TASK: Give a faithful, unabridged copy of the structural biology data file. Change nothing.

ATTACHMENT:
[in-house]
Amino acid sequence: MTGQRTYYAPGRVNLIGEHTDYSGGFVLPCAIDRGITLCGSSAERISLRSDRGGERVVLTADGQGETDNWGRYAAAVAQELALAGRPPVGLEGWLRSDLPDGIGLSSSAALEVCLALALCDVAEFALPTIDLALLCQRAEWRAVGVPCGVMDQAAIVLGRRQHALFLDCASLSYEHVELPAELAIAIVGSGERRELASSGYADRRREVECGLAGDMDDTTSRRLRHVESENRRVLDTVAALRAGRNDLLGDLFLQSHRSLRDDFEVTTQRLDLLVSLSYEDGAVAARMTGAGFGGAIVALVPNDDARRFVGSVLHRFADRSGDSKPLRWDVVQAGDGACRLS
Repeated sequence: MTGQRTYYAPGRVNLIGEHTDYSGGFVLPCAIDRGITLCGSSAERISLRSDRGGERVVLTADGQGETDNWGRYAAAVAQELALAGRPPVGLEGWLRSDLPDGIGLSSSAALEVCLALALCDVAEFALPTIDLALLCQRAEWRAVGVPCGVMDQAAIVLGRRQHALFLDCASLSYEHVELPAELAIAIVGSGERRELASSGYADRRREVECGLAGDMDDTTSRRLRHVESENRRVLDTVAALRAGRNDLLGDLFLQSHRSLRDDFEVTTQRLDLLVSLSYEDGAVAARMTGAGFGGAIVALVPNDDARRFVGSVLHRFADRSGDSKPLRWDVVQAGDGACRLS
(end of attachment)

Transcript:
[in-house]
Amino acid sequence: MTGQRTYYAPGRVNLIGEHTDYSGGFVLPCAIDRGITLCGSSAERISLRSDRGGERVVLTADGQGETDNWGRYAAAVAQELALAGRPPVGLEGWLRSDLPDGIGLSSSAALEVCLALALCDVAEFALPTIDLALLCQRAEWRAVGVPCGVMDQAAIVLGRRQHALFLDCASLSYEHVELPAELAIAIVGSGERRELASSGYADRRREVECGLAGDMDDTTSRRLRHVESENRRVLDTVAALRAGRNDLLGDLFLQSHRSLRDDFEVTTQRLDLLVSLSYEDGAVAARMTGAGFGGAIVALVPNDDARRFVGSVLHRFADRSGDSKPLRWDVVQAGDGACRLS
Repeated sequence: MTGQRTYYAPGRVNLIGEHTDYSGGFVLPCAIDRGITLCGSSAERISLRSDRGGERVVLTADGQGETDNWGRYAAAVAQELALAGRPPVGLEGWLRSDLPDGIGLSSSAALEVCLALALCDVAEFALPTIDLALLCQRAEWRAVGVPCGVMDQAAIVLGRRQHALFLDCASLSYEHVELPAELAIAIVGSGERRELASSGYADRRREVECGLAGDMDDTTSRRLRHVESENRRVLDTVAALRAGRNDLLGDLFLQSHRSLRDDFEVTTQRLDLLVSLSYEDGAVAARMTGAGFGGAIVALVPNDDARRFVGSVLHRFADRSGDSKPLRWDVVQAGDGACRLS